Concerned that your programming doesn’t see the whole child? This video may be for you
This new 10-minute video unpacks how to implement a socio-ecological approach and develop adequate strategies in child protection. Through an overview of the Child Protection Minimum Standards’ Pillar 3, it highlights the value of considering the interrelated dimensions affecting both protection risks and their solutions.
The CPMS’ Pillar 3 describes critical strategies, approaches, and interventions for preventing and responding to child protection risks in humanitarian settings. Applying a socio-ecological approach to child protection involves designing integrated interventions that work in partnership with children, families, communities, and societies.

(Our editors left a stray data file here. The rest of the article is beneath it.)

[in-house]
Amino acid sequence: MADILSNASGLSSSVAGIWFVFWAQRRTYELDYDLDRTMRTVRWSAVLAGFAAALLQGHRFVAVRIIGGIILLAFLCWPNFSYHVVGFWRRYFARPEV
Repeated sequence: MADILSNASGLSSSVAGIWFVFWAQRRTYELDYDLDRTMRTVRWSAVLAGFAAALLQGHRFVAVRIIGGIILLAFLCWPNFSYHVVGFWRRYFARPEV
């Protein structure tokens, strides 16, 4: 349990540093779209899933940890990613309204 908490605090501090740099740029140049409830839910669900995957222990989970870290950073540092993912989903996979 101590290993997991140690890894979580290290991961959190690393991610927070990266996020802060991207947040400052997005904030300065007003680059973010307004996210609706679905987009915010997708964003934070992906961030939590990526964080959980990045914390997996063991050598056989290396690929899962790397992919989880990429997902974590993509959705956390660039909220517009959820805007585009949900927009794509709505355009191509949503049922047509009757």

“A socio-ecological model almost forces us to expand our lens and look at the broader and more holistic development of the child,” explains in the video Hani Mansourian, co-coordinator of the Alliance for Child Protection in Humanitarian Action.
The video includes brief examples of Pillar 3 implementation in field work in Iraq and Nigeria.
- Children actively participate in the protection and well-being of themselves and their peers.
- Children are mostly raised in families (sometimes also by other close relations).
- Families are nested in communities.
- Communities form wider societies.
- Applying a socio-ecological approach to child protection programming
- Group activities for child well-being
- Strengthen family and caregiving environments
- Community-level approaches
- Case management
- Alternative care
- Justice for children